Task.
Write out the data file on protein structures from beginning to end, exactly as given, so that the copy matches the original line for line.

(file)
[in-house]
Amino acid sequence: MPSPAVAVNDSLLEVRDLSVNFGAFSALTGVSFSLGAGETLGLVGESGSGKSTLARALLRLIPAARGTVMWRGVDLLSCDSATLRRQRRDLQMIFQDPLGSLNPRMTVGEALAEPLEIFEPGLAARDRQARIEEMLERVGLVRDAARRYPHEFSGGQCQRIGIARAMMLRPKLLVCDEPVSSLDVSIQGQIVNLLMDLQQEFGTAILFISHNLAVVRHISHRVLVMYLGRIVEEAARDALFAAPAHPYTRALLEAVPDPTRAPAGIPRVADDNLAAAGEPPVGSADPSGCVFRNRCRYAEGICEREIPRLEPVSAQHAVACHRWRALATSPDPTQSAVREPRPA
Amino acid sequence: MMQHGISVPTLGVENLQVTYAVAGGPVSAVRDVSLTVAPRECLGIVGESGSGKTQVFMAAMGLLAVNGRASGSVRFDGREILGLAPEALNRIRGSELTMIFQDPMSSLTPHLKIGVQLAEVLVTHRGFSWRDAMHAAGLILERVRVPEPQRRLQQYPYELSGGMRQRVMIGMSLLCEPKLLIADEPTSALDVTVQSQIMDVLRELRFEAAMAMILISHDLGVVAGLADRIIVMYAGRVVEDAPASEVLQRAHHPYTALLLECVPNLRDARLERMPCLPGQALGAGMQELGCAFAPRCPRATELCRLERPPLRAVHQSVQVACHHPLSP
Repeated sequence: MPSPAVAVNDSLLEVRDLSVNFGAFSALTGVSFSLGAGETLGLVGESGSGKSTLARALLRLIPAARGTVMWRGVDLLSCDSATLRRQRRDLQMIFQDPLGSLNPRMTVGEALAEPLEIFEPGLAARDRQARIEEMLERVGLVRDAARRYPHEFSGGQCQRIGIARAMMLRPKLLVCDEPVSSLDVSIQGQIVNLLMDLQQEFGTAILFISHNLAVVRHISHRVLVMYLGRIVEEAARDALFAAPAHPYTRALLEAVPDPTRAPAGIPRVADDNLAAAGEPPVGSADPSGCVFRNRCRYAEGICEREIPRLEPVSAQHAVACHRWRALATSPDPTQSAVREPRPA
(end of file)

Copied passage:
[in-house]
Amino acid sequence: MPSPAVAVNDSLLEVRDLSVNFGAFSALTGVSFSLGAGETLGLVGESGSGKSTLARALLRLIPAARGTVMWRGVDLLSCDSATLRRQRRDLQMIFQDPLGSLNPRMTVGEALAEPLEIFEPGLAARDRQARIEEMLERVGLVRDAARRYPHEFSGGQCQRIGIARAMMLRPKLLVCDEPVSSLDVSIQGQIVNLLMDLQQEFGTAILFISHNLAVVRHISHRVLVMYLGRIVEEAARDALFAAPAHPYTRALLEAVPDPTRAPAGIPRVADDNLAAAGEPPVGSADPSGCVFRNRCRYAEGICEREIPRLEPVSAQHAVACHRWRALATSPDPTQSAVREPRPA
Amino acid sequence: MMQHGISVPTLGVENLQVTYAVAGGPVSAVRDVSLTVAPRECLGIVGESGSGKTQVFMAAMGLLAVNGRASGSVRFDGREILGLAPEALNRIRGSELTMIFQDPMSSLTPHLKIGVQLAEVLVTHRGFSWRDAMHAAGLILERVRVPEPQRRLQQYPYELSGGMRQRVMIGMSLLCEPKLLIADEPTSALDVTVQSQIMDVLRELRFEAAMAMILISHDLGVVAGLADRIIVMYAGRVVEDAPASEVLQRAHHPYTALLLECVPNLRDARLERMPCLPGQALGAGMQELGCAFAPRCPRATELCRLERPPLRAVHQSVQVACHHPLSP
Repeated sequence: MPSPAVAVNDSLLEVRDLSVNFGAFSALTGVSFSLGAGETLGLVGESGSGKSTLARALLRLIPAARGTVMWRGVDLLSCDSATLRRQRRDLQMIFQDPLGSLNPRMTVGEALAEPLEIFEPGLAARDRQARIEEMLERVGLVRDAARRYPHEFSGGQCQRIGIARAMMLRPKLLVCDEPVSSLDVSIQGQIVNLLMDLQQEFGTAILFISHNLAVVRHISHRVLVMYLGRIVEEAARDALFAAPAHPYTRALLEAVPDPTRAPAGIPRVADDNLAAAGEPPVGSADPSGCVFRNRCRYAEGICEREIPRLEPVSAQHAVACHRWRALATSPDPTQSAVREPRPA